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When the Martin Luther King, Jr. National Memorial was officially dedicated last October (after the ceremony's original date was postponed in the wake of Hurricane Irene), it seemed to mark a grand finale. From Alpha Phi Alpha Fraternity first hatching the idea in 1984 to Congress authorizing it in 1996 to the Alpha-established Martin Luther King, Jr. National Memorial Project Foundation raising $120 million to build it, more than two decades of work appeared finally to be complete. Yet one detail on the 30-foot granite sculpture remains in contention.

Controversy erupted last summer over the words engraved on one side of the memorial's centerpiece, called the Stone of Hope. The inscription is borrowed from a sermon that King delivered two months before he was assassinated in 1968, in which he said these lines: "Yes, if you want to say that I was a drum major, say that I was a drum major for justice. Say that I was a drum major for peace. I was a drum major for righteousness. And all of the other shallow things will not matter."  

The words carved into the memorial's three feet of exterior granite, however, are an abbreviated paraphrase: "I was a drum major for justice, peace and righteousness." It's a discrepancy that some critics, most notably poet Maya Angelou, say misrepresents Dr. King as arrogant and boastful. A more basic critique has been that the words are simply not what he actually said and, thus, improper for a permanent monument.

Last week Secretary of the Interior Ken Salazar, who in January directed the National Park Service to work with the foundation and the King family to address the matter, announced that a solution had been found. The King-family-approved plan is to cut several inches into the stone, stripping off the edited quotation, and replace it with a new etching of the full quote.

But officials with the Martin Luther King, Jr. National Memorial Project Foundation — which managed all aspects of the memorial, including its design — say that the plan is too invasive (pdf) and threatens the memorial's design integrity and structure. What's more, they say, they were completely shut out of the final decision and learned about it only last week through the press.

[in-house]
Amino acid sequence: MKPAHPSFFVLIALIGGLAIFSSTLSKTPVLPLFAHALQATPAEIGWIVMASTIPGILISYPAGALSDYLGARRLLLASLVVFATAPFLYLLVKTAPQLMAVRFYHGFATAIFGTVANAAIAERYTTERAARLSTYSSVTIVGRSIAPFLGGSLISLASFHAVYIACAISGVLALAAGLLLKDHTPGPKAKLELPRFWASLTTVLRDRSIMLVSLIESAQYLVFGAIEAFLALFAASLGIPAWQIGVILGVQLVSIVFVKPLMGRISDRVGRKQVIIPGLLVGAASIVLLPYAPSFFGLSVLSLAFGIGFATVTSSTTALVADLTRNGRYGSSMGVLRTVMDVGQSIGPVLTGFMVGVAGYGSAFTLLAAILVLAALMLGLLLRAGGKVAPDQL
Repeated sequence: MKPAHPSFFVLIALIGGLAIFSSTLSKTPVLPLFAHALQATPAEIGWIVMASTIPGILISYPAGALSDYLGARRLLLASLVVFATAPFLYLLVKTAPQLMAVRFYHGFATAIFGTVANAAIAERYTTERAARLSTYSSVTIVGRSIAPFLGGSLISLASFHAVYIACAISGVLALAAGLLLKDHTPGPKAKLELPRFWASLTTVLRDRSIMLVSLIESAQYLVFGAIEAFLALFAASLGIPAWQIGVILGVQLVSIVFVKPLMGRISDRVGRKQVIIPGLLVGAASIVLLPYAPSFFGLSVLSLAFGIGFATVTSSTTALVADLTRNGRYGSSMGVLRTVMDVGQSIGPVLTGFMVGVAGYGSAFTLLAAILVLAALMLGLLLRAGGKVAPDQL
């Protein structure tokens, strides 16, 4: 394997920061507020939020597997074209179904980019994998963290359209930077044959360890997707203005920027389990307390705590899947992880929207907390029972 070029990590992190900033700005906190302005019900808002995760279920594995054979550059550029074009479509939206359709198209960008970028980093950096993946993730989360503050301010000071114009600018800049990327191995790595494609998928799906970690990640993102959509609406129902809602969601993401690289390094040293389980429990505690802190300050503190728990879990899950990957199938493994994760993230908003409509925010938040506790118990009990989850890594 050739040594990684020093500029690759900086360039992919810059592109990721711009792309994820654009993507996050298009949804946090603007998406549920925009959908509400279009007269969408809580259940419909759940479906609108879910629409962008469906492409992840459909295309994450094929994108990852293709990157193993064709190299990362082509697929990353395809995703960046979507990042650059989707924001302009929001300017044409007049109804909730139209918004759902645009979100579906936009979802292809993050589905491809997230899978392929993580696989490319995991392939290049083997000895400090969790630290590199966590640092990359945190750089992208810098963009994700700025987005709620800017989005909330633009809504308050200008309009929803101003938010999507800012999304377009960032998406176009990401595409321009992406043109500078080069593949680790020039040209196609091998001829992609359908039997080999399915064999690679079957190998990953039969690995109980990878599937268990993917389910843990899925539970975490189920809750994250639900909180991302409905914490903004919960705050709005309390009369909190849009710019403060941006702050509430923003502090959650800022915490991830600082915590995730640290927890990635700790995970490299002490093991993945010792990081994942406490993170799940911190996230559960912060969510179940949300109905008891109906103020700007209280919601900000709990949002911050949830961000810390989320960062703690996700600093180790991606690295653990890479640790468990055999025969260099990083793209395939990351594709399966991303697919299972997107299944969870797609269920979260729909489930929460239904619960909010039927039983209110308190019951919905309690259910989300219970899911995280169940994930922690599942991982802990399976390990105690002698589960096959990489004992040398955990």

Carol Johnson, a spokesperson for the National Park Service, told The Root that while the foundation did not sit in on any meetings, officials had telephone conversations with representatives to get their ideas. "The only people that actually met with the interior secretary and the [NPS] director were members of the King family," she said. "After a number of people gave their input, the decision has been made."

Ed Jackson Jr., the memorial's executive architect who works under the foundation, called the NPS's "unilateral" decision making "bewildering." More important, he thinks that the plan will destroy the memorial. He told The Root why he believes that the foundation's alternative proposal makes more sense, his reason for using the abridged quotation in the first place and his disappointment over the NPS and King family's about-face on the matter.

The Root: How would the National Park Service's solution threaten the structure and integrity of the Stone of Hope exactly? 


Ed Jackson: To carve away a portion of the centerpiece of the memorial and try to replace it with a matching veneer stone, it will forever look like a repair job. It won't give you the same pristine, monolithic image that you see there today.

The proposal that we put forth was adding to the existing paraphrase, and to my estimation it captures the essence of what that statement was all about. We proposed adding [to the beginning]: "Yes, if you want to say I was a drum major, say … " That would only be two additional lines on the stone.